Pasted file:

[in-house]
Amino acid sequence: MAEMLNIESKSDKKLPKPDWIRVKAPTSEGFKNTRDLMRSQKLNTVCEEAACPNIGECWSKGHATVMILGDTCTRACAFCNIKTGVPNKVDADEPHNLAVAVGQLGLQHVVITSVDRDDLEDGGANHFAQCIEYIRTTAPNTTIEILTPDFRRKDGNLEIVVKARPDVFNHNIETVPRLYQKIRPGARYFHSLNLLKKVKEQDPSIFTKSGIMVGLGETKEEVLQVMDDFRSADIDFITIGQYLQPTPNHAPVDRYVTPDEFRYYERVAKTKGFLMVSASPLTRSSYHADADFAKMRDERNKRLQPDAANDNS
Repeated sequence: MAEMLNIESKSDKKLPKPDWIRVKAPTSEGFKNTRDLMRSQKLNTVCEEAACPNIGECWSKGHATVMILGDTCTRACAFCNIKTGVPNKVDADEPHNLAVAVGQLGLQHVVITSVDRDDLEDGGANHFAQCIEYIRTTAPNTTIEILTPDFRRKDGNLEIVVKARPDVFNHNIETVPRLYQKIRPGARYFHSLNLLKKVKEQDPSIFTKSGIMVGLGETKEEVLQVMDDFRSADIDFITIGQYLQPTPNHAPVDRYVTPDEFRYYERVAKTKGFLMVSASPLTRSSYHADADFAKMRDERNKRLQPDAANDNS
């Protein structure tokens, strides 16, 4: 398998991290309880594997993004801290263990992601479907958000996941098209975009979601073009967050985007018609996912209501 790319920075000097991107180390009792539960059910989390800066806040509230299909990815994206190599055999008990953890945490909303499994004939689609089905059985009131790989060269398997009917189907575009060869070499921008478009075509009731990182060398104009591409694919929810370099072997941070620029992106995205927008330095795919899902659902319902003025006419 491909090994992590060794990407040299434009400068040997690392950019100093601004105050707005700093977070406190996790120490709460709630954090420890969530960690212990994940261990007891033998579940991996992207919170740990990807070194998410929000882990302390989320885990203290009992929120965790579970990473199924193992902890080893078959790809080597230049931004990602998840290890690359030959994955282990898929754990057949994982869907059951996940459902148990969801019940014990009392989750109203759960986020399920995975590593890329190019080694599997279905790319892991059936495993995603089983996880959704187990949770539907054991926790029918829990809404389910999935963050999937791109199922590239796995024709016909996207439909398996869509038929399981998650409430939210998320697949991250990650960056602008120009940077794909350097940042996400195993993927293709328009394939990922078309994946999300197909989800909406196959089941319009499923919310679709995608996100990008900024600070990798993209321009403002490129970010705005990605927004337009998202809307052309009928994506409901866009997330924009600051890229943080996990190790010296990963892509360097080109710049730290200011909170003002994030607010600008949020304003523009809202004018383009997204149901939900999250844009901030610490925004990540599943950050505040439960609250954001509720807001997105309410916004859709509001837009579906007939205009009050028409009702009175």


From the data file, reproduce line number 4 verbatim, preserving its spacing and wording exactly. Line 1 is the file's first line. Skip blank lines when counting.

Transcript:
């Protein structure tokens, strides 16, 4: 398998991290309880594997993004801290263990992601479907958000996941098209975009979601073009967050985007018609996912209501 790319920075000097991107180390009792539960059910989390800066806040509230299909990815994206190599055999008990953890945490909303499994004939689609089905059985009131790989060269398997009917189907575009060869070499921008478009075509009731990182060398104009591409694919929810370099072997941070620029992106995205927008330095795919899902659902319902003025006419 491909090994992590060794990407040299434009400068040997690392950019100093601004105050707005700093977070406190996790120490709460709630954090420890969530960690212990994940261990007891033998579940991996992207919170740990990807070194998410929000882990302390989320885990203290009992929120965790579970990473199924193992902890080893078959790809080597230049931004990602998840290890690359030959994955282990898929754990057949994982869907059951996940459902148990969801019940014990009392989750109203759960986020399920995975590593890329190019080694599997279905790319892991059936495993995603089983996880959704187990949770539907054991926790029918829990809404389910999935963050999937791109199922590239796995024709016909996207439909398996869509038929399981998650409430939210998320697949991250990650960056602008120009940077794909350097940042996400195993993927293709328009394939990922078309994946999300197909989800909406196959089941319009499923919310679709995608996100990008900024600070990798993209321009403002490129970010705005990605927004337009998202809307052309009928994506409901866009997330924009600051890229943080996990190790010296990963892509360097080109710049730290200011909170003002994030607010600008949020304003523009809202004018383009997204149901939900999250844009901030610490925004990540599943950050505040439960609250954001509720807001997105309410916004859709509001837009579906007939205009009050028409009702009175």